Ryan RebelWILD is a devised clown show set in the dusty world of the Western. I can’t say exactly where that concept came from beyond the strong desire to work with clown. The juxtaposition of the earnestly goofy clown form with the steely seriousness of the Western planted itself in my mind and refused to leave. As we move forward with the project, one of our main concerns is injecting life, warmth, and thoughtfulness into a tired genre riddled with outdated social norms.

FringeArtsHow have your interests in or approach to art making changed in the last year? 

Ryan Rebel: I’ve spent my life being careful and planning ahead. I tend towards introversion and social anxiety; planning is a way of protecting myself against the unexpected. Delving into the world of WILD has been a deliberate way to force myself to be spontaneous. Clown work cannot be planned; it is utterly anchored to the present. To do clown is to be open and reactionary. This year has been an exercise in minimizing expectations so as to maximize sensitivity.

Read More

Making Art in 2017: Gerre Garrett on Labor of Love

Posted September 8th, 2017

(Left to right) Joanne Cunningham, Gerre Garrett, Sara Carano, Jim Boyle, Chris McGovern, Eric Singel. Photo by Ryan McMenamin.

Name: Gerre Garrett

Company: Waitstaff Sketch Comedy

Show in 2017 Festival: Labor of Love

Role: Performer, Co-Creator

Past Festival Shows: We have performed in 16 previous Philly Fringe Festivals. Our shows have included The Real Housewives of South Philly, The WaitStaff Jumps the Shark  and Making the Fringe Great Again.

FringeArtsTell us a bit about your show.

Gerre Garrett: We had to title the show BEFORE writing it. We settled on Labor of Love because we love creating something that exists simply to make people laugh. While we do pride ourselves on offering material that is as smart as it funny, there is no important message or examination of the human condition here. As writers we are struggling with just how much of the show should lampoon current politics. Saturday Night Live has pretty much cornered the market on impressions (not necessarily our strong suit) and with shows like Last Week Tonight and The Daily Show, we are wondering if audiences aren’t over-saturated with political material.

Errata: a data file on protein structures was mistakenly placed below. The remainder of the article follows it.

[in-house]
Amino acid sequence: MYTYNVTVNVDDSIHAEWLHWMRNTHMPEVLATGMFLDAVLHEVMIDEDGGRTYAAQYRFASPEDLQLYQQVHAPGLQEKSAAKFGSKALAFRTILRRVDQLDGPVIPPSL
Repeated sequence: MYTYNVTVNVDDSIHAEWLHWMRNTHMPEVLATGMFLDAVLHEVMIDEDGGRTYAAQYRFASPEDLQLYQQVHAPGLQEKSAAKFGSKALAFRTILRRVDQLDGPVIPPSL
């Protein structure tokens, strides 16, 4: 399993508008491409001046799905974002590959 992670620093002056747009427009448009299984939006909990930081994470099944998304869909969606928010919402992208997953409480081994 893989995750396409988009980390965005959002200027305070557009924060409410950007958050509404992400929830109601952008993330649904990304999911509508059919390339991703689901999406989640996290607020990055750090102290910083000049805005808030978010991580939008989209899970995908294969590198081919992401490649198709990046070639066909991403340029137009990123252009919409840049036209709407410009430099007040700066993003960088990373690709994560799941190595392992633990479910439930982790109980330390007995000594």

Read More

2017 Festival Spotlight: FringeArts ~After Dark~

Posted September 7th, 2017

This ain’t your grandma’s Fringe. Join us for some of the raunchiest, rowdiest, wildest shows at this year’s Fringe Festival. Hire a babysitter and leave your kids at home because these shows are decidedly NOT family friendly. Viewer discretion advised. 

Martha Graham Cracker Cabaret @ FringeArts
Martha Graham Cracker

The hairy-chested, fake eyelash-laden alter-ego of thespian Dito Van Reigersberg performs a balls-to-the-wall drag cabaret. Backed by her stellar band and with her killer voice, Martha Graham Cracker takes you on a raucous, joyous, uninhibited ride around her world.
“The Drag Queen King of Philadelphia.” The Philadelphia Inquirer
More info and tickets here.

 

 

Bye Bye Liver: The Philadelphia Drinking Play @ Evil Genius Beer Company
Happy Hour Live, LLC

Two parts sketch comedy, One part drinking games: Mixed and served! Come party with us for a night you might remember with interactive drinking games between comedic romps about the drinking experience. Ticket includes your first beer from Evil Genius! More info and tickets here.

 

The Groom’s a Fag; The Bride’s a Cunt; The Best Man’s a Whore; and the Maiden of Honor (Just) Hung Herself in the Closet @ The Beard Cave at St. Mary’s Church
On The Rocks

Daniel is pretty gay, but he’s marrying Nora. Nora is a virgin that wants her wedding night to be a sexual awakening. Shit gets fucked up. A song, a dance, an image, a poem all wrapped in a sloppy burrito of a play about glamping, hookers, the Easter Bunny, cocaine, Emma Stone, hauntings, and the horrors of commitment. More info and tickets here.